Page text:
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Jay Chiat, 70; Groundbreaking L.A. Ad Man


Jay Chiat, the advertising executive whose firm created the drum-beating Energizer bunny and introduced Apple as the "computer for the rest of us," died of prostate cancer early Tuesday at his Venice beach home. He was 70.

Chiat was credited with making Los Angeles an advertising powerhouse in the 1980s and 1990s with a new "West Coast style" of subtle logos and strong messages.

In one of his firm's most famous campaigns, Chiat/Day emblazoned billboards in Los Angeles and 10 other cities during the 1984 Olympic Games with awe-inspiring pictures of famous athletes such as Carl Lewis, Joan Benoit and John McEnroe. The only sales pitch was oblique: just a small Nike swoosh in one corner.

Another Chiat/Day ad, one of the most studied in American marketing, unveiled the Apple Macintosh during the 1984 Super Bowl. The commercial featured a woman smashing through a giant image of Big Brother--but no picture of the new machine or description of its capabilities.

Los Angeles Times Friday April 26, 2002 Home Edition Main News Part A Page 2 A2 Desk 2 inches; 47 words Type of Material: Correction
Chiat obituary--An obituary of Jay Chiat in Wednesday's California section said that the advertising agency Chiat/Day created the Energizer Bunny campaign. Actually, the Chicago office of DDB Needham Worldwide created the Energizer Bunny. Chiat/Day expanded on that idea, using the bunny to roam freely into other commercials.

"You have an individual who was remarkably creative and had a unique way of establishing an identity for products," said David Stewart, a professor of marketing and dean of faculty at the Marshall School of Business at USC. "He was a definer of a particular style within the industry, a West Coast style with a strong personality At this moment, there is no one who is doing it as well."

Chiat's creativity, however, often conflicted with the realities of running his agency. Even in the notoriously volatile world of advertising, Chiat/Day stood out for its ability to alienate clients, many of whom left the firm. He also made poor business decisions, loading the agency with debt in a bid to broaden its reach.

By the time Chiat sold the agency in 1995 to Omnicom Group Inc., which merged the agency into its TBWA Advertising unit, Chiat/Day employed 850 people but was heavily encumbered and no longer working with Nike, Apple or American Express Co.

Chiat was born in the Bronx and grew up in New Jersey, where he attended Rutgers University. A stint in the Air Force brought him to California, where he began as a copy writer for an agency in Orange County in the 1950s.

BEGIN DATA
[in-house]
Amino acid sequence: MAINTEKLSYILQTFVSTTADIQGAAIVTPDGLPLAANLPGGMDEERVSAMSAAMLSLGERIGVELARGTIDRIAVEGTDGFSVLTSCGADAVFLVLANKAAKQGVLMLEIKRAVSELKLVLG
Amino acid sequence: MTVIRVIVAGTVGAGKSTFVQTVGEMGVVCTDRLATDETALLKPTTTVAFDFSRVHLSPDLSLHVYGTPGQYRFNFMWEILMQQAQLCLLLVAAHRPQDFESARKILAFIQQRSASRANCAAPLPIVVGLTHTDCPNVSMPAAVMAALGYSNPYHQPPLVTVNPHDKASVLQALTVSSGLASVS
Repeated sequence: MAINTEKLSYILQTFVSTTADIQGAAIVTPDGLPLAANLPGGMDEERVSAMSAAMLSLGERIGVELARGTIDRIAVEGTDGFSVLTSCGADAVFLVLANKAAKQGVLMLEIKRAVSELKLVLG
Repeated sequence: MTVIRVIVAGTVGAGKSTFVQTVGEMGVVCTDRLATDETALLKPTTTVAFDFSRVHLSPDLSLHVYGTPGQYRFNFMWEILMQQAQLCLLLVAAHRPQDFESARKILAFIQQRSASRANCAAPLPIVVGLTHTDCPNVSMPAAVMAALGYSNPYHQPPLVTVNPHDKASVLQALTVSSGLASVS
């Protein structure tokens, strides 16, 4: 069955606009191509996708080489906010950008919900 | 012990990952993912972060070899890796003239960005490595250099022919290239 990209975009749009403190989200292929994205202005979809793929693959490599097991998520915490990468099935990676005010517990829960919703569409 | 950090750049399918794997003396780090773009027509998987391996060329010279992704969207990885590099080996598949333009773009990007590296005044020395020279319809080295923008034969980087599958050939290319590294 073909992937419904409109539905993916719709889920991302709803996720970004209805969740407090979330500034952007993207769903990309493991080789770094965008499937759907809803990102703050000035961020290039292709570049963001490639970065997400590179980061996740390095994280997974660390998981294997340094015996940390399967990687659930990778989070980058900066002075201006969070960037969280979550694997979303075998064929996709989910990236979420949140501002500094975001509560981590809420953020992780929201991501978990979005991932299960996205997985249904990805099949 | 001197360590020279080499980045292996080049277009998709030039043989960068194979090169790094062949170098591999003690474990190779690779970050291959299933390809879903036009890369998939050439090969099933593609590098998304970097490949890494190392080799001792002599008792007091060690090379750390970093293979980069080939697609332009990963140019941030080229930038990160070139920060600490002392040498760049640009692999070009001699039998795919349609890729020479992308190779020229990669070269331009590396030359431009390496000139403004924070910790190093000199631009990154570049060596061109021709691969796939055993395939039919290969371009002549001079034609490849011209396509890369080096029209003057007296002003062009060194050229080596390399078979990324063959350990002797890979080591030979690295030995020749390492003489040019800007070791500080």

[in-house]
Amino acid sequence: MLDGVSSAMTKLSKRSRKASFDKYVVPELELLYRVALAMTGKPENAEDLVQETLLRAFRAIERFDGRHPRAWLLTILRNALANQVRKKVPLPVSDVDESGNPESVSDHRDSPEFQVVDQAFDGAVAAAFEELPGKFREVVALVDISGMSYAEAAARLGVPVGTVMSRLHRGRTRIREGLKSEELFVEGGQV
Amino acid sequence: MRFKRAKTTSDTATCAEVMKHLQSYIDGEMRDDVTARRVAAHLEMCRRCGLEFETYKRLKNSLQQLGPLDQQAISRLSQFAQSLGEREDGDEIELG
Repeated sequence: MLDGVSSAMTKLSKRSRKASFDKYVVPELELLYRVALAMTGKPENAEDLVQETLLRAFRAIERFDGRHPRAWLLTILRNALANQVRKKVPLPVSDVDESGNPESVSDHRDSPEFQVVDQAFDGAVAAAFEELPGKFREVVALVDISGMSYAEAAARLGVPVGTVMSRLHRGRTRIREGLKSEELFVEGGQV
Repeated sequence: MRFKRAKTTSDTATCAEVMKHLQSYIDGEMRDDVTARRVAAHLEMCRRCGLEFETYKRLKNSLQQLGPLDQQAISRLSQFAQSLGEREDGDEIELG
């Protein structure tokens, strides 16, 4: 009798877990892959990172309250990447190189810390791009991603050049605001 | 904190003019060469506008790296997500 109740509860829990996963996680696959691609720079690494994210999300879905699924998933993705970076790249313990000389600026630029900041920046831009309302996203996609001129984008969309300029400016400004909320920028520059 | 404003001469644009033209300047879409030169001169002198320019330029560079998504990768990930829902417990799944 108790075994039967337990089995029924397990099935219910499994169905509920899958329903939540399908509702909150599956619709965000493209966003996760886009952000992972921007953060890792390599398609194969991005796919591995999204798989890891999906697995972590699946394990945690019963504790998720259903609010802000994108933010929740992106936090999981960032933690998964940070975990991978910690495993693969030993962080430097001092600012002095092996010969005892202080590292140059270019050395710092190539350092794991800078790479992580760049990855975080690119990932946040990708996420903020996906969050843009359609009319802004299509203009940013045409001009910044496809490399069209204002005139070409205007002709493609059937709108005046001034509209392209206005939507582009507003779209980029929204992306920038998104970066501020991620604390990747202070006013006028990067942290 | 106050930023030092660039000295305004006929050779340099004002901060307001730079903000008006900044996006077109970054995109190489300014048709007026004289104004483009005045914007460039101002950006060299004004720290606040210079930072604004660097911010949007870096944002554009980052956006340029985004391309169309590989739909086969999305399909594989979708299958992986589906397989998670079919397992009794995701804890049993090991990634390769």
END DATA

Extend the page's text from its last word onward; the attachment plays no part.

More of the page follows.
He joined forces with writer Guy Day in 1968, creating the agency that bears his name. Once there, Chiat discovered what might have been his greatest talent: leading.

"I'm the spiritual creative director," Chiat told The Times in 1985. "[I create] the right environment for creativity."

An art and design aficionado, Chiat created environments that got almost as much press as he did. Chiat had architect Frank Gehry design Chiat/Day's former headquarters in Venice, most notable for the enormous pair of binoculars that serve as the agency's entrance.

IBM had pioneered the "virtual office" of temporary spaces, with no permanent offices; Chiat took it one step further. Employees had lockers in which to store personal items and their choice of places to sit.

Designed, one Chiat employee said, to "stir the creative juices," the new office invited workers who came in to the headquarters to shoot pool, beat a punching bag, hang out in the "clubhouse" meeting area or get a massage.

Doing work meant plugging in a laptop computer and phone and setting up shop for the day in a wild surrounding of comfortable furniture and changeable spaces.

"I'm a frustrated architect," Chiat told a Times reporter in 1999. "I have a need to build environments because I believe an environment impacts the quality of work and the kind of people you can attract."

Known for being fiercely hard-driving and opinionated, Chiat nonetheless had egalitarian ideals--all aimed at stoking the creativity he prized.

When he ran the firm, his seemingly endless demands on employees caused some to dub it "Chiat/Day & Night." Yet during the summers, employees were allowed to take every other Friday off. On the last Friday of the month, Chiat held a lunch or party for everyone from receptionists to top executives.

Lee Clow, the chairman and worldwide creative director for TBWA/Worldwide and TBWA/Chiat/Day who called Chiat his teacher, told The Times several years ago that Chiat was "the original 'It's not good enough' guy."

Stories of the egos at the agency telling clients to do campaigns their way or find another agency was a charge Chiat said years later was overblown. Still, Chiat built his office as a democracy of space, with no offices and no executive washrooms.

After leaving the agency, Chiat remained eager to participate in the next big thing. In 1998, he signed on for a brief stint running Screaming Media, to jump-start the content provider he invested in along with former American Express chief executive Jim Robinson. He held the title of chairman emeritus when he died.

"He taught us to be brave and smart and love the work," Clow said in a statement. "His name as well as his passion will always be part of this agency. And the best thing we can do to honor his memory is to every day try and do something great...."

Chiat is survived by his wife, Edwina von Gal, three children and 10 grandchildren.

A family representative said that Chiat's remains will be cremated and that plans for a private memorial service are still being made.

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